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Development & Transportation

A Park To Reconnect The Hill District And Downtown Edges Closer To Construction

Matt Nemeth
90.5 WESA
Traffic passes between Downtown Pittsburgh and the Hill District on Bigelow Boulevard and Interstate 579 on Wednesday, July 27, 2016.

Normally, playing on a highway is a bad idea, but a project to physically reconnect Pittsburgh’s Hill District to Downtown will soon install a walkable, bikeable park overtop the I-579 / Crosstown Boulevard Corridor. 

The Pittsburgh-Allegheny County Sports and Exhibition Authority is spearheading the I-579 “Cap” Urban Connector Project. It will erase a significant barrier in the city, said executive director Mary Conturo.

“It creates a park where there’s right now a hole in the ground, basically,” she said. “The connection between the two areas will be improved, which should be a benefit to both town and the Hill District.”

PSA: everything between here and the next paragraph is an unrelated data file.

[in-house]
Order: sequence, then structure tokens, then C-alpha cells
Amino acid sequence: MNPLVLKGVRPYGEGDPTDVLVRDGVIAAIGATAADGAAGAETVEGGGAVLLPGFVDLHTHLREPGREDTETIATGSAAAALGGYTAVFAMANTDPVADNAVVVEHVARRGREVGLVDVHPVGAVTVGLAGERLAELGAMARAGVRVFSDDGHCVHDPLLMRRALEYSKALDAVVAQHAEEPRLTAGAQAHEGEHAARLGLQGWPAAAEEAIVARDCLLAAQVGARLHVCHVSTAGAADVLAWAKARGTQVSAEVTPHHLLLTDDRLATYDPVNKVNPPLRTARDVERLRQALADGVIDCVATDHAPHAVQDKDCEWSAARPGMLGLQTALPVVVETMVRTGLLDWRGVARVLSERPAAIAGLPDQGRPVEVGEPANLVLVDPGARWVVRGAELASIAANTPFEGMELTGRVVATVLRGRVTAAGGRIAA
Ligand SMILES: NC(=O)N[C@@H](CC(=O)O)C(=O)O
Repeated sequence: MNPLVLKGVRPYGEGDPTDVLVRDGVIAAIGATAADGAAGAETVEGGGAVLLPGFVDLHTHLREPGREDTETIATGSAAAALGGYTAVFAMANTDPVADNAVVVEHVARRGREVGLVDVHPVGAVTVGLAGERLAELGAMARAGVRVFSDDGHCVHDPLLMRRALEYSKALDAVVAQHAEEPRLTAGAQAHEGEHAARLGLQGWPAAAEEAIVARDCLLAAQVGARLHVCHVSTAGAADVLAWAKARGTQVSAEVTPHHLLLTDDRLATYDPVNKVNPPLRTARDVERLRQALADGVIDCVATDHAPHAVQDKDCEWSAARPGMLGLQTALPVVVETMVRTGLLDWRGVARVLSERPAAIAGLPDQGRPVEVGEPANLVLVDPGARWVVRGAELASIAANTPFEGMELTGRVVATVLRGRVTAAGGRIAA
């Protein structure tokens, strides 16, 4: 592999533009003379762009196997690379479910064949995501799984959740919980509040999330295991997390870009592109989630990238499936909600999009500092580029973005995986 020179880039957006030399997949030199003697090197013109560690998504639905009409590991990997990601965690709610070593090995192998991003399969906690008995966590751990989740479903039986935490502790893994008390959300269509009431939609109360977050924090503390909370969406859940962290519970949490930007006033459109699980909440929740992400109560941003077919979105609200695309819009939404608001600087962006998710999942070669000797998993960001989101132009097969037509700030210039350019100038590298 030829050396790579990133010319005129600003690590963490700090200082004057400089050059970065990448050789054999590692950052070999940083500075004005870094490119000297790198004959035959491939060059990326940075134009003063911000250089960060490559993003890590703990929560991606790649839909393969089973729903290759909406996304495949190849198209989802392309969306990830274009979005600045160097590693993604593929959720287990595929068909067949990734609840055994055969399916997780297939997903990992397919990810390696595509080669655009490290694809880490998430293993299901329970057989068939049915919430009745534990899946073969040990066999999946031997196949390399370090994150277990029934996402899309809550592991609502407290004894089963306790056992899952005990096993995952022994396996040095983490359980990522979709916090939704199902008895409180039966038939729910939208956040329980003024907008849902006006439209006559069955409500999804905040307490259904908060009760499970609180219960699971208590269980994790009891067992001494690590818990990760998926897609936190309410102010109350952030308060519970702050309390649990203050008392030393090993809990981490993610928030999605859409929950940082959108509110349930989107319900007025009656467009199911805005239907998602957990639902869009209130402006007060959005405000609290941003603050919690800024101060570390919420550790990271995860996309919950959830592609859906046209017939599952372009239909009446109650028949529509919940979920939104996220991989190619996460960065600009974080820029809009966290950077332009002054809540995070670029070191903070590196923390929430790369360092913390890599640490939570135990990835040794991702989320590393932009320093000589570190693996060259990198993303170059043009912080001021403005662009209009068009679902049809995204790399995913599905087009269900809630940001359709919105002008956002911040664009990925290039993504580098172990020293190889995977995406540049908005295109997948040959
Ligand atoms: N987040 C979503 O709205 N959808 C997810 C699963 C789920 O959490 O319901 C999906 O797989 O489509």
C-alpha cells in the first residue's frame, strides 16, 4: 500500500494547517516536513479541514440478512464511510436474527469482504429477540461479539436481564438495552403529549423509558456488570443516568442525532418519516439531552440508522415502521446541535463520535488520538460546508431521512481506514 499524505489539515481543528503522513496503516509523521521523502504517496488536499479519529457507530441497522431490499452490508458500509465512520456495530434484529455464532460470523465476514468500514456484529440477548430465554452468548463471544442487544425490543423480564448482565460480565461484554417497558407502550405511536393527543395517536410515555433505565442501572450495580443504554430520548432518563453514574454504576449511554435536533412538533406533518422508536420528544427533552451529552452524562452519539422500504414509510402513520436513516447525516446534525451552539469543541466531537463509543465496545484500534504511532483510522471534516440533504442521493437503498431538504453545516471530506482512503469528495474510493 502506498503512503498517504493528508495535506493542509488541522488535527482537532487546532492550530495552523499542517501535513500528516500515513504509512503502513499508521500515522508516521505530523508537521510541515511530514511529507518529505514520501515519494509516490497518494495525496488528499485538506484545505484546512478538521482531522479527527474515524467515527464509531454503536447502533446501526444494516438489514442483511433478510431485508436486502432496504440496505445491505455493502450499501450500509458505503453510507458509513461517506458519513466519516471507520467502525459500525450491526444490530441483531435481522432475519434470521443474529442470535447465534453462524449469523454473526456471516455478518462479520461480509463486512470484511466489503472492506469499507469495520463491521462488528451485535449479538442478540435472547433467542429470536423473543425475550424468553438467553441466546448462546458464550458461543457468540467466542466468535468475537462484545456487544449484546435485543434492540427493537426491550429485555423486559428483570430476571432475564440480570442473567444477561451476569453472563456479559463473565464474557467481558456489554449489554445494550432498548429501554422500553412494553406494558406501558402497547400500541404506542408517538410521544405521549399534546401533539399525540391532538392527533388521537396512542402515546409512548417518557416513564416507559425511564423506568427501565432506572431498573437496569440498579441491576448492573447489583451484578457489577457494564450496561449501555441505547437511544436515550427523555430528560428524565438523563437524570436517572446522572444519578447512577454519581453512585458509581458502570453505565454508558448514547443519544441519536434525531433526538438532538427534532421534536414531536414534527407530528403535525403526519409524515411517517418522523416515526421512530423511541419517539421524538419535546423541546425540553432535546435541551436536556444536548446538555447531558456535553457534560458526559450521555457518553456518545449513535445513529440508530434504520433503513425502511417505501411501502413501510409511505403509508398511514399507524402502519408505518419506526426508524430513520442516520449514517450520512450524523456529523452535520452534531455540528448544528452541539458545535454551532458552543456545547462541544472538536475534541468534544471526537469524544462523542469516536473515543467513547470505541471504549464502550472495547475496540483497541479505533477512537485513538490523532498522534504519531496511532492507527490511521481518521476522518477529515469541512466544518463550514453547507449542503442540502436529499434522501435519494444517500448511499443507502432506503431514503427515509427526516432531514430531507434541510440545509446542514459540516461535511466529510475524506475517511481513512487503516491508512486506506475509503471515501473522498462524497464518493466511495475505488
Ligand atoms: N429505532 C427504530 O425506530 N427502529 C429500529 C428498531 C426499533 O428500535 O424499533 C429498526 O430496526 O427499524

The three acres of park and public space will stretch over the highway on a raised platform and include art and performance spaces, as well as stormwater management infrastructure.

The cap also provides a means of restoring a physical—and psychological—connection between the Hill District and Downtown, something that hasn’t existed since the mid-20th century. In the 1950s, widespread demolition scarred the Hill District, displacing 8,000 people and more than 400 businesses. A few years later, the construction of I-579 / Crosstown Boulevard sliced through Downtown and isolated the Hill.

“It has been a long time coming, and we are anxious to get it started,” said Conturo.

While the project is in its final design phase, it still needs to be approved by the Federal Highway Administration, PennDOT, Pittsburgh’s Planning Commission and City Council. Those are expected by late summer. After that, construction work will be bid out by the city as early as this fall, and take two years to build.

The Urban Redevelopment Authority voted last week to approve up to $75,000 toward the $26.4 million project. A Transportation Investment Generating Economic Recovery, or TIGER, grant awarded to the project in 2016 by the U.S. Department of Transportation provided $19 million. A mix of state, local and foundation funding made up the remainder of the money.